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NEW DELHI: Relief worth Rs 12,000 crore for the middle class (Rs 8,000 crore as standard deduction to salaried taxpayers and Rs 4,000 crore to senior citizens) is being cited by the government as it seeks to brazen out the attack from large stock market players grousing against the longterm capital gains (LTCG) tax.
While a relook on the proposal to impose LTCG tax on stocks and equity mutual funds has been ruled out, senior government officials said the tax concessions for the middle class will cost the exchequer almost as much as the Centre’s annual health insurance bill.
Amid efforts to forge a narrative about middle class having been squeezed, the budgetary figures cited by the government not just reflect an attempt at perception management but, perhaps more importantly, a defiant signal that it will not back down on LTCG in the face of the complaints.
A day after the bloodbath on the bourses, though not exclusively because of the LTCG tax, officials said that while the Modi government has been sensitive to the concerns of the middle class since its first Budget, the need for succouring the poor cannot be ignored for the sake of a section which is far better off.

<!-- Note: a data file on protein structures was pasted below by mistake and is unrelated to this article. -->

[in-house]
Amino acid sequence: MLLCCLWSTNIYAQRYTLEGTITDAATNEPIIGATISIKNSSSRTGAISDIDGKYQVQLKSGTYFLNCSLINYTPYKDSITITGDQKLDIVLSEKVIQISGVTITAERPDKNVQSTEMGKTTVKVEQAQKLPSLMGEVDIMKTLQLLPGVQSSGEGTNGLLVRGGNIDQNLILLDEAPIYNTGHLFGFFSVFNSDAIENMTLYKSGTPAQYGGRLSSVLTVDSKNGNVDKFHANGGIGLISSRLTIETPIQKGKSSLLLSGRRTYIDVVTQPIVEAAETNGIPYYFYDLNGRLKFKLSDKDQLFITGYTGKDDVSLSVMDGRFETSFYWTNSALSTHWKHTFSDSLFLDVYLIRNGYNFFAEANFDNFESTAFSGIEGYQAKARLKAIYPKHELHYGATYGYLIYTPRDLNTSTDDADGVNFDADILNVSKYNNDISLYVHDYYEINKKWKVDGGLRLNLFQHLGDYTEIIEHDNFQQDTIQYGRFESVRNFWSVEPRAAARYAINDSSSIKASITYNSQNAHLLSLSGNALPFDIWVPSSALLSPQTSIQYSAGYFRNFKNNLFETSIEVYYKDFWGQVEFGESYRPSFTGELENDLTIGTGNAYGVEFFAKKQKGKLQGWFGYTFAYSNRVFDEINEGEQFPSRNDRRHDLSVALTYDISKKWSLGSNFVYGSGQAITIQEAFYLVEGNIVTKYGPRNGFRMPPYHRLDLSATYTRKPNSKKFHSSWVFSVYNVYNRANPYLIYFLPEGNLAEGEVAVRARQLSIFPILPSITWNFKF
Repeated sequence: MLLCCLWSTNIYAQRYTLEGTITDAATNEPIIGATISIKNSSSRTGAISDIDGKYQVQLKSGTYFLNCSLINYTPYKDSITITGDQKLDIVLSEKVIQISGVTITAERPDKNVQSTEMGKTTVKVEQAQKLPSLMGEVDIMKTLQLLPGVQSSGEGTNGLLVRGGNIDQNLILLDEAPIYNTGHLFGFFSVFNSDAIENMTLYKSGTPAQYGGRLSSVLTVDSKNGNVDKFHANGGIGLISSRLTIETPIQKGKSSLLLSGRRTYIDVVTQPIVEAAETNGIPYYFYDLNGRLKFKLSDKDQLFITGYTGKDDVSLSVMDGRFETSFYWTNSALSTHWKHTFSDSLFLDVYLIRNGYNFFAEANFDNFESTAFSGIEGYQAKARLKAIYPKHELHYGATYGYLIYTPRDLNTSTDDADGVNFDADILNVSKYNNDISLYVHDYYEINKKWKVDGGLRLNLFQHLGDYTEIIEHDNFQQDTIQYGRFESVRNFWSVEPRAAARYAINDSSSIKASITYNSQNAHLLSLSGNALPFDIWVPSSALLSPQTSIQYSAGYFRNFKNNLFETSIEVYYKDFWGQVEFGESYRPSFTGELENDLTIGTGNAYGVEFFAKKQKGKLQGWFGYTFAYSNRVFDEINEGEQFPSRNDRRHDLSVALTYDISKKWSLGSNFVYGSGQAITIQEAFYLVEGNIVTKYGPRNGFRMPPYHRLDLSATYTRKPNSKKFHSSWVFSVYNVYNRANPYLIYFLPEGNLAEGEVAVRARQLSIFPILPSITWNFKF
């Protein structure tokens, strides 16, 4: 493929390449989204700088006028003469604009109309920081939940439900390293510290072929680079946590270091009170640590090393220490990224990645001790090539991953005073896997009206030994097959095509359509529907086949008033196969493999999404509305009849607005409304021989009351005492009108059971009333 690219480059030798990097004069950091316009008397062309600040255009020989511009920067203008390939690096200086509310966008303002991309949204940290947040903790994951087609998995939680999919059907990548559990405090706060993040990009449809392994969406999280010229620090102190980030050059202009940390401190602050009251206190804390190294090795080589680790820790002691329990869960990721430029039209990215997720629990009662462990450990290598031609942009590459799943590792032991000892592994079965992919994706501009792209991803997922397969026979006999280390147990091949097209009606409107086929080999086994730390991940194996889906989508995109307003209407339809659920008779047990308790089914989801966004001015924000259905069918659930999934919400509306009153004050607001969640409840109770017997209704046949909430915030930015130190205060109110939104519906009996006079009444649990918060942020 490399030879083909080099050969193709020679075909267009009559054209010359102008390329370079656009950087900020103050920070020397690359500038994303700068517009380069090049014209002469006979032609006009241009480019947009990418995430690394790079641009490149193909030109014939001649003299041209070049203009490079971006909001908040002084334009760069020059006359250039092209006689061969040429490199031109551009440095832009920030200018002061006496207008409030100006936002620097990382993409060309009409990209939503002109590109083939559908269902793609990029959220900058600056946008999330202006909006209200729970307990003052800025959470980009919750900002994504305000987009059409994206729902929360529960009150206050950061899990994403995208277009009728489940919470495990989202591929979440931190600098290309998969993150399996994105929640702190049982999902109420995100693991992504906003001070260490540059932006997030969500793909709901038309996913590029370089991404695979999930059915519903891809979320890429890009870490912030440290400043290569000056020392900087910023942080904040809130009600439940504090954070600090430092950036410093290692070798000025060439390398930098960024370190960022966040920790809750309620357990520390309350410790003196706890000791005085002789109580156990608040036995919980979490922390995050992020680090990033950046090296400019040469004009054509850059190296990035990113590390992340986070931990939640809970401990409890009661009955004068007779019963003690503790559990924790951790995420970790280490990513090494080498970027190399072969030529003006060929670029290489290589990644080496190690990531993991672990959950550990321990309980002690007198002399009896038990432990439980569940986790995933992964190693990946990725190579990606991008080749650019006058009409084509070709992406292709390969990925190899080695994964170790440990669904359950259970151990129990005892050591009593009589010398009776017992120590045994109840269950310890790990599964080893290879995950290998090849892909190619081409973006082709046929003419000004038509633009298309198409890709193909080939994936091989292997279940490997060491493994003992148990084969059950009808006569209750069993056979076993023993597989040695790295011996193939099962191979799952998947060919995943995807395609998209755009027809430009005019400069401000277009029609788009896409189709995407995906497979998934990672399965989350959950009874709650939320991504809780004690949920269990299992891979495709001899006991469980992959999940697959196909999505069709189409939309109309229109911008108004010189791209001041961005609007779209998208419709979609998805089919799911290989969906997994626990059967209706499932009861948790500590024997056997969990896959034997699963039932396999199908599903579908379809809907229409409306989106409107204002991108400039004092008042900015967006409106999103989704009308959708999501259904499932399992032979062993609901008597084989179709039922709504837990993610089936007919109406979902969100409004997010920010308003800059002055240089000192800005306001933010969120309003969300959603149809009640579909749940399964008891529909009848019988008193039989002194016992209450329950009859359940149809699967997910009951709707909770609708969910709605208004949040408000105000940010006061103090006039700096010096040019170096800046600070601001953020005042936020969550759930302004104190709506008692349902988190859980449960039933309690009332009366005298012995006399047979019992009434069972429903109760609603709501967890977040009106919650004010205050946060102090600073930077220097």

Officials have sought to clarify that additional cess to finance social sector schemes, including the health cover, will be applicable on the tax and not on the taxable income and will push up the annual outgo marginally.
Finance secretary Hasmukh Adhia had told TOI that the additional outgo for someone with a Rs 40,000 tax liability will be Rs 400.
In addition, the government has maintained that those without transport or medical allowance from their employer, including pensioners, stand to gain more from the annual standard deduction of Rs 40,000.
Although the government may have wanted to do more for the middle class, fiscal compulsions reduced its elbow room, at least during the 2018-19 financial year when it opted to focus more on the poor and senior citizens. The LTCG tax is seen as a major exercise to raise resources and a move towards bringing stocks and equity mutual funds on a par with property.
In fact, government officials have maintained that the proposed 10% levy is “concessional” and is seen as a starting point for further reforms. The top leadership is also clear about the need to end the “disparity” and many view the absence of the levy as a subsidy for the super rich at a time when there is growing concern over widening income disparity.
In fact, officials said the message is that the government will go ahead with the levy even if it means a fall in stock market indices for the next few days. In any case, it is not LTCG tax alone that has resulted in the fall. What has also affected stock market sentiments is a slippage on the fiscal front as well as weak stock markets globally.